Retail Traffic

The Mall Becomes TV Land -- Again

In-mall and in-store TV is an idea whose time has come—again. A decade after special mall-based TV networks came (and largely went), they are making a comeback. At the ICSC Convention in Las Vegas today, Urban Retail Properties Co. will unveil a new in-store television network, called URTV, aimed at retailers. The announcement follows a May 12 announcement by Simon Property Group that it will deploy a new network.

Working with a content provider in Canada, the Urban network will broadcast exclusive content to stores subscribing to the service. But that is only the beginning. The service can work in real time and is customizable down to the individual store, giving retailers complete control over the content they air in stores. It could also provide a source of advertising revenue for retailers. The technology also will enable companies to conduct live employee training or conduct other broadcasts from corporate headquarters to store locations. The venture will use satellite technology to broadcast content. The company has not announced and initial commitments from retailers.

Urban Retail CEO Ross Glickman says that, unlike the common-areas TV systems, his is for retailers and can provide training, merchandising instructions and other programming for employees, too. “This is the absolutely antithesis of the common area elements. Totally the opposite,” Glickman says. “Let’s say you’re a retailer and you have 100 stores. You have a floor set that typically will be sent to each store in a packet as a mailer. Each store manager and their assistants have to set up the floor for next season or the next product offering. What you’ll be able to do now is have a head merchant for a retailer get on live and take you through setting up this floor set. It saves the cost of mailing and you’re now dealing with people on a personal basis.”

The venture will also build on Urban’s previously announced partnership with MGM as it will be able to use movies and programs from MGM’s library on its network. Since URTV is aimed at retailers, it is not just aimed at Urban’s existing portfolio of managed properties. Instead, Glickman has visions of the network being much broader.

Glickman declined to discuss pricing of the service in advance of its official unveiling at the ICSC Spring Convention. Urban’s booth will be equipped with 12 screens showcasing the service.

In the mid-to-late 1990s, various retailers and developers invested in out-of-home television setups to entertain mall patrons and steer traffic to stores and to particular merchandise. Most of those systems disappeared after failing to turn a profit. But in the new era of high-definition digital TV and the growing acceptance of TV programming everywhere, mall marketing experts say the systems may have more staying power.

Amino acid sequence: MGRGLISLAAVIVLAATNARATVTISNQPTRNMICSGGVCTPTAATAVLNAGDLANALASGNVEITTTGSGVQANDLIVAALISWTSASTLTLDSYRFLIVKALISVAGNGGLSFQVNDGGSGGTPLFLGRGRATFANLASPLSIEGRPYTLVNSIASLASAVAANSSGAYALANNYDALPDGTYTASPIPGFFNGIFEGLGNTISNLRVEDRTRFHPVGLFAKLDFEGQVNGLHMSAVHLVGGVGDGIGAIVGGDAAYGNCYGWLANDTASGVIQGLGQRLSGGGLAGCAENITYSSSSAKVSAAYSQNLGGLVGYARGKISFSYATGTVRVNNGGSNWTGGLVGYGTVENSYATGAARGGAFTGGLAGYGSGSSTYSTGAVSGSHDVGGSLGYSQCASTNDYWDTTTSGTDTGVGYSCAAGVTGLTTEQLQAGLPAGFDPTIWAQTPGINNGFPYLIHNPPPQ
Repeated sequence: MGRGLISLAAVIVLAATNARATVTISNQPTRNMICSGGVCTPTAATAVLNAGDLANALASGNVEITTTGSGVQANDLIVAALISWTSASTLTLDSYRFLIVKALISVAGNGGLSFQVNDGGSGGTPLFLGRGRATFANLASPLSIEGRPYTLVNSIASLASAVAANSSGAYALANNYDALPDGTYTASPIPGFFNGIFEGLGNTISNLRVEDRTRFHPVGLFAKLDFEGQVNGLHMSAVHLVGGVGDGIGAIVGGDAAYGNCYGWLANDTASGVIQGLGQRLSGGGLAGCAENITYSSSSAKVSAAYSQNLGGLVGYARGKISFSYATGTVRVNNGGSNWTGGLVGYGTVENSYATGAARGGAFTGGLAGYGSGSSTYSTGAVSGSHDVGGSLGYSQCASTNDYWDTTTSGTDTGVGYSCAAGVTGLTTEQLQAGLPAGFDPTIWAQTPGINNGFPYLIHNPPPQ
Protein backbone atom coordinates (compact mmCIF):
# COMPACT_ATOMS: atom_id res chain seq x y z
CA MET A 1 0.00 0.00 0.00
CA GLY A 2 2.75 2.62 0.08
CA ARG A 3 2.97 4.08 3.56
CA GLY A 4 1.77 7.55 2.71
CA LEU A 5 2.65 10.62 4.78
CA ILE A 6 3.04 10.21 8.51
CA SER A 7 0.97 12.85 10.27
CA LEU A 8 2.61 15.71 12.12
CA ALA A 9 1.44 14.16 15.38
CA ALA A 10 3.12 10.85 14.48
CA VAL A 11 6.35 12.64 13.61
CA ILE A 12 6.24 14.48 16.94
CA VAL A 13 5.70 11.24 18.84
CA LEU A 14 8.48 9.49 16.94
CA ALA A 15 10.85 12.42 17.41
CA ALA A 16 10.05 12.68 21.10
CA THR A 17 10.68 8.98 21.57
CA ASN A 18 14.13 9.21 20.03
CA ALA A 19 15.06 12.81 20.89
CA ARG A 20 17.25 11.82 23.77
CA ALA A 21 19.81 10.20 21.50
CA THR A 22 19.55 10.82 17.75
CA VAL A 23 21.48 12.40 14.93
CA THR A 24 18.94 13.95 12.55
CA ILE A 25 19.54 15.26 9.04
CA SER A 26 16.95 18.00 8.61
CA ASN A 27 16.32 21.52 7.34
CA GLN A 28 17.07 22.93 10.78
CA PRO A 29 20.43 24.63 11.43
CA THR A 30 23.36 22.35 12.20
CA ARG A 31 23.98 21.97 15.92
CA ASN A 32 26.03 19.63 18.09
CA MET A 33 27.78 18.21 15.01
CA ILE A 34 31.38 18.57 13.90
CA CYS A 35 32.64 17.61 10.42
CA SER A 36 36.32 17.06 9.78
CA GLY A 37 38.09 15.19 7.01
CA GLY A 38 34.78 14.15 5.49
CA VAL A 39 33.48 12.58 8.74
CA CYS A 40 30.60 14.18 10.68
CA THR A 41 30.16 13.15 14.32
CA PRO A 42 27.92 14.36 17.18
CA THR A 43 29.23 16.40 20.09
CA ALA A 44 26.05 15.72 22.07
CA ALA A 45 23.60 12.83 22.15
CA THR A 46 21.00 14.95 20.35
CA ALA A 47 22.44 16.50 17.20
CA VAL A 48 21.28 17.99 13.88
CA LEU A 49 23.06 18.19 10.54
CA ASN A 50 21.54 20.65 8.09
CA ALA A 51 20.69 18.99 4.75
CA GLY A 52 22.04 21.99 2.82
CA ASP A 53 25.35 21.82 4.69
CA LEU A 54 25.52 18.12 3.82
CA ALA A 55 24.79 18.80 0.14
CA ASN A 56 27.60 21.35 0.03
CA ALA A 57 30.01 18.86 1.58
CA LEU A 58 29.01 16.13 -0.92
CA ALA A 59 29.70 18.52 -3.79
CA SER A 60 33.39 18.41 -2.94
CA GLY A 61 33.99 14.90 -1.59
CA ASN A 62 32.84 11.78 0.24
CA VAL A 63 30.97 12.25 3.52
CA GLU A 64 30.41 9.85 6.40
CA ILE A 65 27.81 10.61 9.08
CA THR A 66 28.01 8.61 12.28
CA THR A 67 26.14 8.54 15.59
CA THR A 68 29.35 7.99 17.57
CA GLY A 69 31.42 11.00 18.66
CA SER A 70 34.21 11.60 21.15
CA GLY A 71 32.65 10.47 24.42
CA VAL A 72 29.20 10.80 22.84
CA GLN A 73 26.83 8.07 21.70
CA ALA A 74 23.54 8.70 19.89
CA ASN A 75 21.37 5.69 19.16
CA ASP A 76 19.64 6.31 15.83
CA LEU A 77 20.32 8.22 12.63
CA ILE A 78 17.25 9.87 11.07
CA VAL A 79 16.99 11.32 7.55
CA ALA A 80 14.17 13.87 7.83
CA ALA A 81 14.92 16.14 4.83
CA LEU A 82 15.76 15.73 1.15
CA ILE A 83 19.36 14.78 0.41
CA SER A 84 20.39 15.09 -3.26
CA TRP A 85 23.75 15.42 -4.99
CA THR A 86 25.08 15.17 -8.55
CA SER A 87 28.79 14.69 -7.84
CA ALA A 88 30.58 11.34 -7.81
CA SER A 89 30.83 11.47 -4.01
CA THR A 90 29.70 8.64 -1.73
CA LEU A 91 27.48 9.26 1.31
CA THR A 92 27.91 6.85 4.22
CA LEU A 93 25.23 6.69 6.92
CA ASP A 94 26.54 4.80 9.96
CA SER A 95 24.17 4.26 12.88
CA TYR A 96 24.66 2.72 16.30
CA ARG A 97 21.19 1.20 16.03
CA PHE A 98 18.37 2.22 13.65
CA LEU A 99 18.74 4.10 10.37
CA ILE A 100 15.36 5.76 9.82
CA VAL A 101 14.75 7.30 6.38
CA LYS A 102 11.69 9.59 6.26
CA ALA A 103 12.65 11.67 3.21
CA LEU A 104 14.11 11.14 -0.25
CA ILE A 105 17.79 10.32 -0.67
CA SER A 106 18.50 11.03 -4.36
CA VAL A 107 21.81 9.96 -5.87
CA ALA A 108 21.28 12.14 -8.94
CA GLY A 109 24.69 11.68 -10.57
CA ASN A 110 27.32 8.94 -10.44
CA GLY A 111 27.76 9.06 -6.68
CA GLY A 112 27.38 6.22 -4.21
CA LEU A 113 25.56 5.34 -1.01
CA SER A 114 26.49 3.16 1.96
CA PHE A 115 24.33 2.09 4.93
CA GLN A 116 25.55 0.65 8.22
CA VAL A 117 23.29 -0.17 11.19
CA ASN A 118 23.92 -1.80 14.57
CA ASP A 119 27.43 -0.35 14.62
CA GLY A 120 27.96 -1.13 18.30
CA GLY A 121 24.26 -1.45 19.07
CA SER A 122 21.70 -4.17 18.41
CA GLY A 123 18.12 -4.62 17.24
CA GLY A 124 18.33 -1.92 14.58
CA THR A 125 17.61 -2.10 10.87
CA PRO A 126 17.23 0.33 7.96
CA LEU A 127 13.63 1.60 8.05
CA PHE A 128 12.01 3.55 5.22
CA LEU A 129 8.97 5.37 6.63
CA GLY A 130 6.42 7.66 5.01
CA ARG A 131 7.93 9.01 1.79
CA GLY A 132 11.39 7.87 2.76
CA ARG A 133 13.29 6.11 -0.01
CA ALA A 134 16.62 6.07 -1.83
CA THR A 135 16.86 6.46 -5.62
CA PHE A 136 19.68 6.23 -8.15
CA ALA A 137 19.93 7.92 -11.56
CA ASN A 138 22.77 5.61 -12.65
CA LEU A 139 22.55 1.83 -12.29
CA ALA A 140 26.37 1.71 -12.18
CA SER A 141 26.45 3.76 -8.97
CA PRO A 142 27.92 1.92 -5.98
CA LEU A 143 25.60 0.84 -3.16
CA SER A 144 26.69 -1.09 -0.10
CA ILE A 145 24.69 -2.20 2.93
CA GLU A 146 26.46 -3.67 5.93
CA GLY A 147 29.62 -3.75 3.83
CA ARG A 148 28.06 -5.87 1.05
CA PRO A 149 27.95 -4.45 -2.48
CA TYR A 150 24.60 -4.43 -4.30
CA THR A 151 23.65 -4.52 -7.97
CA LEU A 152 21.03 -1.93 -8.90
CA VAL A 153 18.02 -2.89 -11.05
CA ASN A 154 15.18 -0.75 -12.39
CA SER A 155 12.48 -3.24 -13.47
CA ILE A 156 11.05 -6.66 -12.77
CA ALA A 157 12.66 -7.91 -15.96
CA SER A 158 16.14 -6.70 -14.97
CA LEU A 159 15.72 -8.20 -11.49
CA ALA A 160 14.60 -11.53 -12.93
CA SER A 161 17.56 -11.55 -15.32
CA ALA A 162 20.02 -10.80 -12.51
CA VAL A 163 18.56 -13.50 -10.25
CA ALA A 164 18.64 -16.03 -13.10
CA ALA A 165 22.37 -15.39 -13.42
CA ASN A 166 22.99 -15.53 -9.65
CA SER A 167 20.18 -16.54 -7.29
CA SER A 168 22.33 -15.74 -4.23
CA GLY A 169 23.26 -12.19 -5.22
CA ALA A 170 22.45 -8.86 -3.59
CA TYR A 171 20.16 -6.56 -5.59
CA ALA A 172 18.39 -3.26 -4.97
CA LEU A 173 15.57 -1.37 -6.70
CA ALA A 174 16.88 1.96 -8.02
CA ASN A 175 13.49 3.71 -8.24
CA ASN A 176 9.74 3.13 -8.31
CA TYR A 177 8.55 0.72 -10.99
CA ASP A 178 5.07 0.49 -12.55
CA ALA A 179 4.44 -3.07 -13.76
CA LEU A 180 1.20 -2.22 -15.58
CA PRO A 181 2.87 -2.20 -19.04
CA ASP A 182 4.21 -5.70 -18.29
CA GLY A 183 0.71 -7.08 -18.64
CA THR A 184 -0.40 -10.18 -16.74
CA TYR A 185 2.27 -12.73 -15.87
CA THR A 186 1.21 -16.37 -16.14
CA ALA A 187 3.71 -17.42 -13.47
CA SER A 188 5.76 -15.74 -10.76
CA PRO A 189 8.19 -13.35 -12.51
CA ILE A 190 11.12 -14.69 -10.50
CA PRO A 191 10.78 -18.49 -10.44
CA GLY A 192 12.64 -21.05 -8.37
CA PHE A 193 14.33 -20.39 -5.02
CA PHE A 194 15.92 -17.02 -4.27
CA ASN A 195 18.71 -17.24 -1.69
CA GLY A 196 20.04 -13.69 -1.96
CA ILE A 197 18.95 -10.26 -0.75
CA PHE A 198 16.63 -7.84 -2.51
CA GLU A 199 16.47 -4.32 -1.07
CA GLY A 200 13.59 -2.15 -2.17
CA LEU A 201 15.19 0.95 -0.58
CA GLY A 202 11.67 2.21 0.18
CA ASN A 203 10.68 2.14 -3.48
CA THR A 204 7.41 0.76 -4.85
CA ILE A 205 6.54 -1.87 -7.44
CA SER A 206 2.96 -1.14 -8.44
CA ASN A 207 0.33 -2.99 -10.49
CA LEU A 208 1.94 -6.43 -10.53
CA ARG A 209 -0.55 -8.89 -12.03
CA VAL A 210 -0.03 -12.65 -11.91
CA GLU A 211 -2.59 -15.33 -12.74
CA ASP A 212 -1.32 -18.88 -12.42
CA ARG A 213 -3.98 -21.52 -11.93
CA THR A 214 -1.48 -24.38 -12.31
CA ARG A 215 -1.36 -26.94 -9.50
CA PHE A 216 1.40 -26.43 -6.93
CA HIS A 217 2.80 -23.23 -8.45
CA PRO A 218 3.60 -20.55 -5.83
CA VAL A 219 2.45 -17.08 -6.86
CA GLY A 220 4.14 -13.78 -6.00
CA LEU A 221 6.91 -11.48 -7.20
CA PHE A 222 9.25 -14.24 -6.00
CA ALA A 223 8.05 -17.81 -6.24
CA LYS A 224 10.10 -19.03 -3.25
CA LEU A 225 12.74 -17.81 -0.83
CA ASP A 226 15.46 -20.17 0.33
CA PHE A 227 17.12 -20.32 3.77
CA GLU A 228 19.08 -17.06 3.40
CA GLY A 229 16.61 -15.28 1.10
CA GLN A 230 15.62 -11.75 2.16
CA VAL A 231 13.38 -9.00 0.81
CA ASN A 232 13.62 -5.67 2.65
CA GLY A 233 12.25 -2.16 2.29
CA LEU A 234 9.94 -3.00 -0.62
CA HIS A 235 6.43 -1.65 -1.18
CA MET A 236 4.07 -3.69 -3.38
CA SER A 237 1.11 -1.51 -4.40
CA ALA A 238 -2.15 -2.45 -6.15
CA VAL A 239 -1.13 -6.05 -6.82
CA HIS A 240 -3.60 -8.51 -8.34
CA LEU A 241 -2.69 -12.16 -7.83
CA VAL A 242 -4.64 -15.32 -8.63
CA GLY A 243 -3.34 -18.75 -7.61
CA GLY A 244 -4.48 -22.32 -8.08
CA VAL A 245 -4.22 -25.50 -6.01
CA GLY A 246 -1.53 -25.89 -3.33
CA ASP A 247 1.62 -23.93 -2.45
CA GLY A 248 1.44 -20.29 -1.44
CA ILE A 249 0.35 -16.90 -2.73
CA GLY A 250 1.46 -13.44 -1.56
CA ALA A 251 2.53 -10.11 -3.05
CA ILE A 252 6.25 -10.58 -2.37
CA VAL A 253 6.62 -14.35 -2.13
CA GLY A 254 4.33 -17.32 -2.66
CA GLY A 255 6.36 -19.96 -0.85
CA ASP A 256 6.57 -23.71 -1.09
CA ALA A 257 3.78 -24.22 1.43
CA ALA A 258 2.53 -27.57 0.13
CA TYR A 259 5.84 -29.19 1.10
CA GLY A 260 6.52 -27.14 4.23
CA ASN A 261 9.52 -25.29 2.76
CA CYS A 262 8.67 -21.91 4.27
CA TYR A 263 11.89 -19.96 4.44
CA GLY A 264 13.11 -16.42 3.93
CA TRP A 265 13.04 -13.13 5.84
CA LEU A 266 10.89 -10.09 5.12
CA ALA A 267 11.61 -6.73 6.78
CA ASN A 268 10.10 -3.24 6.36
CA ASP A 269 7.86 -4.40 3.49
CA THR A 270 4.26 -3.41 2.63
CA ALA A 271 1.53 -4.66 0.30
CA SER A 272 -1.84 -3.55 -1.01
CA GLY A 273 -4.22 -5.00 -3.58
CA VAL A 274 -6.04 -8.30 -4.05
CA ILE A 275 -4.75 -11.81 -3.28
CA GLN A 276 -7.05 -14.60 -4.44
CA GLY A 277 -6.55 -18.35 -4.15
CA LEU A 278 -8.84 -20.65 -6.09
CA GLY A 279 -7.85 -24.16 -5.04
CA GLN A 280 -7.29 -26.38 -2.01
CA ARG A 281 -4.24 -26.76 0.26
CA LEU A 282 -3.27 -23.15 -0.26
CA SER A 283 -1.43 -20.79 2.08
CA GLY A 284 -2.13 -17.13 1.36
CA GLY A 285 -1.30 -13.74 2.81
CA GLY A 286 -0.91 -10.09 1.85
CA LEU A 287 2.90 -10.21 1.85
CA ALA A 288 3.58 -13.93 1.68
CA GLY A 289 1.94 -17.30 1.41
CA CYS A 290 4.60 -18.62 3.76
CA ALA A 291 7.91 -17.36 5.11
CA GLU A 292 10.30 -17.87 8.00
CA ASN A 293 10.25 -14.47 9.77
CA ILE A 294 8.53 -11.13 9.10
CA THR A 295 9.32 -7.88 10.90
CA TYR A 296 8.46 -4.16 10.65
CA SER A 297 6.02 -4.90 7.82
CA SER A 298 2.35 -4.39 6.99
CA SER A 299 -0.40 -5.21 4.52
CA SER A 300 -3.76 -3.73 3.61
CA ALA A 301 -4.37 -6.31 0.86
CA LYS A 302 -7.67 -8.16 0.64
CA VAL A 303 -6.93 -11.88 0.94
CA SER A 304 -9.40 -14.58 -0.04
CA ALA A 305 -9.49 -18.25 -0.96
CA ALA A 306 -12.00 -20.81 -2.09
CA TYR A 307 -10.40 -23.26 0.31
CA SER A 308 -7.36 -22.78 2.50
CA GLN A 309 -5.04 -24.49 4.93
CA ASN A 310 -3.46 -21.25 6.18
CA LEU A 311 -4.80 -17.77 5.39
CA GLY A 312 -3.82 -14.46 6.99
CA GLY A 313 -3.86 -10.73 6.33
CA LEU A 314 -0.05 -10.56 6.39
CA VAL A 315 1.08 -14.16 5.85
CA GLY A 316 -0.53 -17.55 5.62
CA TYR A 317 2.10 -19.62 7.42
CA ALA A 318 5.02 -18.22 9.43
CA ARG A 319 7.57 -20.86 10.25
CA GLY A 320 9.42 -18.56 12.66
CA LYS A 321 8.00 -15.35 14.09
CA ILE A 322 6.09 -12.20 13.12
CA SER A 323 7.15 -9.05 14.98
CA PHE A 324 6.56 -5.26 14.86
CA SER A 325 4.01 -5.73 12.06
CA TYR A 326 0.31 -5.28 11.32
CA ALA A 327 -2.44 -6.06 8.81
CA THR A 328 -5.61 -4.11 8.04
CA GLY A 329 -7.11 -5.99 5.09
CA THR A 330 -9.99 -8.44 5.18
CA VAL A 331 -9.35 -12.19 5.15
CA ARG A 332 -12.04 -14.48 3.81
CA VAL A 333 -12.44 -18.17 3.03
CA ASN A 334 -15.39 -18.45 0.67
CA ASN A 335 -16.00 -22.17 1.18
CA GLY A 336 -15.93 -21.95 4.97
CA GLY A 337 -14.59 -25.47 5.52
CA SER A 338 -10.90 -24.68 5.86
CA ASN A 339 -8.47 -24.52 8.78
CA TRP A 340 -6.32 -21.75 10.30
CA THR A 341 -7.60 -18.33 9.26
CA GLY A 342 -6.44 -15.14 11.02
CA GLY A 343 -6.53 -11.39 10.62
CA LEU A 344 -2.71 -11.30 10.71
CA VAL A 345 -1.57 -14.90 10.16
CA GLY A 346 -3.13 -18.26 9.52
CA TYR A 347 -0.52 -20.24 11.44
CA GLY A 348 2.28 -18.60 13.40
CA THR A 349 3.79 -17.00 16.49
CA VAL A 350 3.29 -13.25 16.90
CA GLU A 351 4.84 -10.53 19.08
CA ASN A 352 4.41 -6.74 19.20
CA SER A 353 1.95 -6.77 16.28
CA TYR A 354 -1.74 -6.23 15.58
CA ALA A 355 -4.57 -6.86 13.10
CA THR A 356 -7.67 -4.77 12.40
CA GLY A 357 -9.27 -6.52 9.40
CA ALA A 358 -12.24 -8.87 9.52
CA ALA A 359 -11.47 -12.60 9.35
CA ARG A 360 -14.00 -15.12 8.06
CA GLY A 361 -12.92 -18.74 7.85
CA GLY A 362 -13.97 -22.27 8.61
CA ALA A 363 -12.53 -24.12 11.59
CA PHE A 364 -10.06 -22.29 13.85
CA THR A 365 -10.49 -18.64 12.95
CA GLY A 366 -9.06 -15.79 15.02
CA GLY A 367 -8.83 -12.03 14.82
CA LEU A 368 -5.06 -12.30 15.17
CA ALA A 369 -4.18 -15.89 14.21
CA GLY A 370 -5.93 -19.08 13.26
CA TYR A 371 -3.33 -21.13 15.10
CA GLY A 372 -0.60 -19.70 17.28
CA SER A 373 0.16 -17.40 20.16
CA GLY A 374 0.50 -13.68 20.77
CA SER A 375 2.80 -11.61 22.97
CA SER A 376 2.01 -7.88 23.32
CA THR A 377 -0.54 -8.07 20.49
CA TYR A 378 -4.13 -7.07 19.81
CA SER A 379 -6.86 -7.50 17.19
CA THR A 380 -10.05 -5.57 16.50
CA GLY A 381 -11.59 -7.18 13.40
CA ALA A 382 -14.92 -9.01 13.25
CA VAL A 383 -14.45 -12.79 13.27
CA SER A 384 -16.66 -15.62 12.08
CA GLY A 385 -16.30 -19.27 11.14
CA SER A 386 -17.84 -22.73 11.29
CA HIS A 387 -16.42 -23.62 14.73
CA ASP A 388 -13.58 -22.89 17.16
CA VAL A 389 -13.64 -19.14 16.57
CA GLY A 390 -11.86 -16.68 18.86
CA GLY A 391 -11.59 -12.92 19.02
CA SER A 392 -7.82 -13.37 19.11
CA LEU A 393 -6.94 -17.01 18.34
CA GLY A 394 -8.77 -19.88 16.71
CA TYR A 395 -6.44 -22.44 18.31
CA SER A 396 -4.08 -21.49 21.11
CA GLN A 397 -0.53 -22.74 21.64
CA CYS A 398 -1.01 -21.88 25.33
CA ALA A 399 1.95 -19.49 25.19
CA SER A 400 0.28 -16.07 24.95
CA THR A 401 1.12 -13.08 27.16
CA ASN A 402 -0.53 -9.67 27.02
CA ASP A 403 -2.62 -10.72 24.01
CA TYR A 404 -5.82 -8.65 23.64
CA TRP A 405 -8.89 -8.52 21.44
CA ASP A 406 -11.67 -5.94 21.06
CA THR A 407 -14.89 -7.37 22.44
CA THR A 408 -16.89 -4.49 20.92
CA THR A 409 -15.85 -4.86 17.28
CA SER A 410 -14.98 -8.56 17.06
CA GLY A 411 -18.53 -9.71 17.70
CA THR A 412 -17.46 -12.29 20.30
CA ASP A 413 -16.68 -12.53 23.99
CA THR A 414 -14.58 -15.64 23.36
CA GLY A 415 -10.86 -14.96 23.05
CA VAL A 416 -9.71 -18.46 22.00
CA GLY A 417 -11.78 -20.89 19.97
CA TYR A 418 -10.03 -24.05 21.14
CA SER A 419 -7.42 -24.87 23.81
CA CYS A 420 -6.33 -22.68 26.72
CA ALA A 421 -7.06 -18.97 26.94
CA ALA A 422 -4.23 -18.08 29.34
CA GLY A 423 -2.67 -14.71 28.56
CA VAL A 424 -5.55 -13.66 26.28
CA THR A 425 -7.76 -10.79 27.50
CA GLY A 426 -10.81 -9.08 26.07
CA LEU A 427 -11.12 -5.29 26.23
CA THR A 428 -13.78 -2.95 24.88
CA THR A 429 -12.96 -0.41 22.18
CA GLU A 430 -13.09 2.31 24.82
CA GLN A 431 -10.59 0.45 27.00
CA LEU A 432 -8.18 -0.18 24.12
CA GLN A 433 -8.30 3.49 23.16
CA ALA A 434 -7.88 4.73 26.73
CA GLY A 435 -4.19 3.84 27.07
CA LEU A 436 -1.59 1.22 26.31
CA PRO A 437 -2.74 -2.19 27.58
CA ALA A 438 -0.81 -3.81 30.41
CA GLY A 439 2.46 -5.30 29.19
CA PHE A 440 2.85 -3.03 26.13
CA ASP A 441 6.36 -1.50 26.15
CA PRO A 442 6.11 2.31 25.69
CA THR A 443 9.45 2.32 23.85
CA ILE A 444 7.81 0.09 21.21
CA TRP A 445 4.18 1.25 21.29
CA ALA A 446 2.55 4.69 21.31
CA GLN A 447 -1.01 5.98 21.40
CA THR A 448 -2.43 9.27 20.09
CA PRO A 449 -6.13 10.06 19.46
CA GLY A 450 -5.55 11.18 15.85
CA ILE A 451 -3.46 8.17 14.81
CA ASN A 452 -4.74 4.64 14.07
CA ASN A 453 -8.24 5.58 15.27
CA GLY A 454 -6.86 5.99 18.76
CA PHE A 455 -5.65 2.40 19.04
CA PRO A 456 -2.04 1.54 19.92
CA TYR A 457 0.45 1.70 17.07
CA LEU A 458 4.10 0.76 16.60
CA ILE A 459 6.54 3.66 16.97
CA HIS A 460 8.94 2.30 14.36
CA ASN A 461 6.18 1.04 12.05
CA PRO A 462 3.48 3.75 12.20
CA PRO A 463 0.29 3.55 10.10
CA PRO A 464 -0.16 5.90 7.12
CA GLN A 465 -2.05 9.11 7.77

Simon Property Group is diving in through the OnSpot Digital Network, a 50/50 joint venture with French ad giant Publicis Groupe, OnSpot will launch a new high-definition digital network to pump lifestyle programming, news, shopping-center content and consumer advertising to 2,000 screens at 50 Simon properties in New York, Los Angeles, Chicago and other markets. Screens will be positioned at major entrances, center courts, food courts, escalators, major corridors and other high traffic areas.

Another service on the market is Clear Channel Malls, created by the radio and outdoor advertising giant. Its Digital Mall Network, which airs on screens in mall food courts, is currently being tested in a pilot program at nine malls in the Los Angeles and New York metropolitan markets.

All of these initiatives are traveling a well-worn path of companies that eventually ran aground. Skytron Corp. went belly-up in 2002 after initially installing high-definition screens in 72 U.S. malls. Other failures included Café USA and Screenzone Media networks.

Glickman says URTV will not meet the same fate because of its ability to be customized and because it’s geared directly to retailers as a revenue generator, rather than something they are forced to subsidize through higher common-area maintenance fees.

“This is not digital signage. This is not a common area electronic billboard. This is television network that is business-oriented to the retailing community,” he says.

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